I met Betty Penate last summer at the Amber Rose Slut Walk in Los Angeles. Betty is the Founder and CEO of Immigrant Apparel. Betty was there to showcase her clothing line and show support for the event dedicated to combating gender inequality, sexual injustice, and derogatory labeling. Betty’s participation in the Slut Walk is fitting since Immigrant Apparel is also taking a label that can carry negative connotations and is using it to empower and unify.
When I caught up with Betty to see how Immigrant Apparel is doing I was curious to know more about how the brand identity was formed. I learned that Betty was born in El Salvador and raised in New York City. For Betty, creating the brand was not just about her identity as an immigrant but also an homage to the flood of people who migrate from around the world.
She recalled her moment of inspiration, “I was up one night and it just kind of hit me like a freight train to come up with a clothing line that was not only a dedication to my family, but [also] a vast representation of all the people that I grew up around.” The brand design represents her sentiment, each letter in the logo has been formatted to create arrows signifying immigrants coming in from all different direction and the letter A in Immigrant has also been replaced with the outline of the United States. “I needed something strong, something that would catch your attention and with that map I think it does. It’s pretty bold.” So bold in fact that Betty’s clothing line has caught the attention of various celebrities. The likes of Gloria Estefan, Jason Derulo, Perez Hilton, RedMan, Bryshere “Yazz” Grey, and countless others can be seen sporting Immigrant Apparel swag in photographs on the company’s website.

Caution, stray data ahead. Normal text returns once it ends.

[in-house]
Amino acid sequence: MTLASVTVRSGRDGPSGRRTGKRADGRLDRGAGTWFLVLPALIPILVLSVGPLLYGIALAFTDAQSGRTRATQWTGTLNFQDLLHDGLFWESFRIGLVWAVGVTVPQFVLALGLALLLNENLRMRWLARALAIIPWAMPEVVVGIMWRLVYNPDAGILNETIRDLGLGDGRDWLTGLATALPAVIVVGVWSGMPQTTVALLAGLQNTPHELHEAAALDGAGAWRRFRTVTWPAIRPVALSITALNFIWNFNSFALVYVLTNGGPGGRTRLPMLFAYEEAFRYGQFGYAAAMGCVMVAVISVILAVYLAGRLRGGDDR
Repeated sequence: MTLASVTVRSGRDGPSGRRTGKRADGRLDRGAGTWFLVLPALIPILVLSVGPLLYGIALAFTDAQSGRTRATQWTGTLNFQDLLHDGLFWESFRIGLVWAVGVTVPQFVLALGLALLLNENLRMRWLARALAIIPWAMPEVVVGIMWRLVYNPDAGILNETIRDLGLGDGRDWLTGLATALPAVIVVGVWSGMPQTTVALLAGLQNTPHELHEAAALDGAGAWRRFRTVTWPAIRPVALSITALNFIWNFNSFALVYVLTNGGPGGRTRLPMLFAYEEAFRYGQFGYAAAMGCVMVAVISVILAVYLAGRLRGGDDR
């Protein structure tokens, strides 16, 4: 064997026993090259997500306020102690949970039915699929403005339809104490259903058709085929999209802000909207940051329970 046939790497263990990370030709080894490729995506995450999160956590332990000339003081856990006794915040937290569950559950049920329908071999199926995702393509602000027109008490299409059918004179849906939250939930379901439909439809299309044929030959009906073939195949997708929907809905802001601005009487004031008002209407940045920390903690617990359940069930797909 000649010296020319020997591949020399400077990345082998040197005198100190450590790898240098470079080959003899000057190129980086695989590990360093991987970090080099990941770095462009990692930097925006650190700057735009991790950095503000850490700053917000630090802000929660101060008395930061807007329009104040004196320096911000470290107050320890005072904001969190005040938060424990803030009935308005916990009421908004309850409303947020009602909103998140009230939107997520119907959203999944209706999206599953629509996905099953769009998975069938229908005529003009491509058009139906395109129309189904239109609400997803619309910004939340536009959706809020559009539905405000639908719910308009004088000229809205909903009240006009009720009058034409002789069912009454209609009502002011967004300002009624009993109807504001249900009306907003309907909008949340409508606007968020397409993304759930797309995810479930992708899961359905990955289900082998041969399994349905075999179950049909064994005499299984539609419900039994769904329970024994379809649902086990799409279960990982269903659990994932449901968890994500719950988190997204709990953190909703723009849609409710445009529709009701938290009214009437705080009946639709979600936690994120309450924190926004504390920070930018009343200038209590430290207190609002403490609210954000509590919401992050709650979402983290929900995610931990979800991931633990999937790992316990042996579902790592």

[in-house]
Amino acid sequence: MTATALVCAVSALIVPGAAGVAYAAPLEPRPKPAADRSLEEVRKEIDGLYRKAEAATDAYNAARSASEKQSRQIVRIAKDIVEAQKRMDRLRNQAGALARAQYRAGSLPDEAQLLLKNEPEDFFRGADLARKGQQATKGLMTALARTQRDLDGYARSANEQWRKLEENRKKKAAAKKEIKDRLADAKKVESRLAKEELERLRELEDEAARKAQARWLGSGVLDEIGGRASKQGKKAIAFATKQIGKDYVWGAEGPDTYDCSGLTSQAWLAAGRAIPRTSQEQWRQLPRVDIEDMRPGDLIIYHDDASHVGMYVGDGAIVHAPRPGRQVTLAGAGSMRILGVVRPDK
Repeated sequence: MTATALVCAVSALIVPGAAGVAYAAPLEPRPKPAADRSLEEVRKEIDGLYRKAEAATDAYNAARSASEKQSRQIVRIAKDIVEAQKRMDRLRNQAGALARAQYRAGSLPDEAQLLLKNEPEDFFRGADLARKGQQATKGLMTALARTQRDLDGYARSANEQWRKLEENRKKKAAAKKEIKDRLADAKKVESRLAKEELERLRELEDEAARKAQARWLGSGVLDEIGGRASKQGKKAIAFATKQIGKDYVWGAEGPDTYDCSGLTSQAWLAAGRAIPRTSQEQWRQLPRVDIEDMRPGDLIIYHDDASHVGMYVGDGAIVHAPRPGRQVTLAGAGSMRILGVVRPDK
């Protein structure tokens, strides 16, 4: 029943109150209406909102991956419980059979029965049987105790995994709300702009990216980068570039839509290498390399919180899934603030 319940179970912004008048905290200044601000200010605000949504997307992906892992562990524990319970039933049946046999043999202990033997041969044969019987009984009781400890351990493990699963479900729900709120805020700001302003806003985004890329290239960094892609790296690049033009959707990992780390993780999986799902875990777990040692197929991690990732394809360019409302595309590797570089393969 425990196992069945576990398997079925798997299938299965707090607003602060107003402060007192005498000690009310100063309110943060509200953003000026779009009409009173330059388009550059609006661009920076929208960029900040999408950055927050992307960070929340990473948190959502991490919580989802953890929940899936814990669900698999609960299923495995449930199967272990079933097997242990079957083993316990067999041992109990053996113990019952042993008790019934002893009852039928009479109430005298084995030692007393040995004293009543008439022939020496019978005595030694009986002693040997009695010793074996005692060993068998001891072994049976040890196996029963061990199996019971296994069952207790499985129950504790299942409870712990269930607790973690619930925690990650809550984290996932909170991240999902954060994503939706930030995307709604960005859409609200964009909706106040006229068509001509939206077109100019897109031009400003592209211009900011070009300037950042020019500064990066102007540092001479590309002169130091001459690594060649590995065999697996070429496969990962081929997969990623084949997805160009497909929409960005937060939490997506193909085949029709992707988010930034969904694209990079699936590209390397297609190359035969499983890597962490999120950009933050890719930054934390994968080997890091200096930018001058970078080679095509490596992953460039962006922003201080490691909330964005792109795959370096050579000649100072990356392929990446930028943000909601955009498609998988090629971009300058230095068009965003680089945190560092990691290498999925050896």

Through social media Immigrant Apparel has been able to gain a strong following of people who identify and support Betty’s message. When asked what she might say to those who may not identify with her brand she made it clear “IA” exists for everyone. “It is for the vast majority of people. [Even if] you’re not necessarily a first or second generation [immigrant] we all come from somewhere. And not necessarily immigrants coming into the U.S. You can live in France, move to Germany, and be a French immigrant in Germany. So, it really speaks on a bigger level.”
Betty’s desire to change the negative stigma towards immigrants stems beyond her entrepreneurial endeavors. Recently, she stood with hundreds of others in downtown Midtown to protest the xenophobia represented in Republican front runner Donald Trump’s presidential campaign. “I created IA two years ago,” Betty says, “but fast forward to what’s going on with the elections. I think right now is a great time for Immigrant Apparel. It can be a clothing line that can bring people together.” Immigrant Apparel forces us to see a truth that is easy to dismiss, that we all have roots originating from somewhere else.
Betty is currently working on getting Immigrant Apparel into as many stores around the country as possible. She hopes to eventually open a flagship store in New York City. Until then, Immigrant Apparel is being sold exclusively online at immigrantapparel.com.
** Photos courtesy of Immigrant Apparel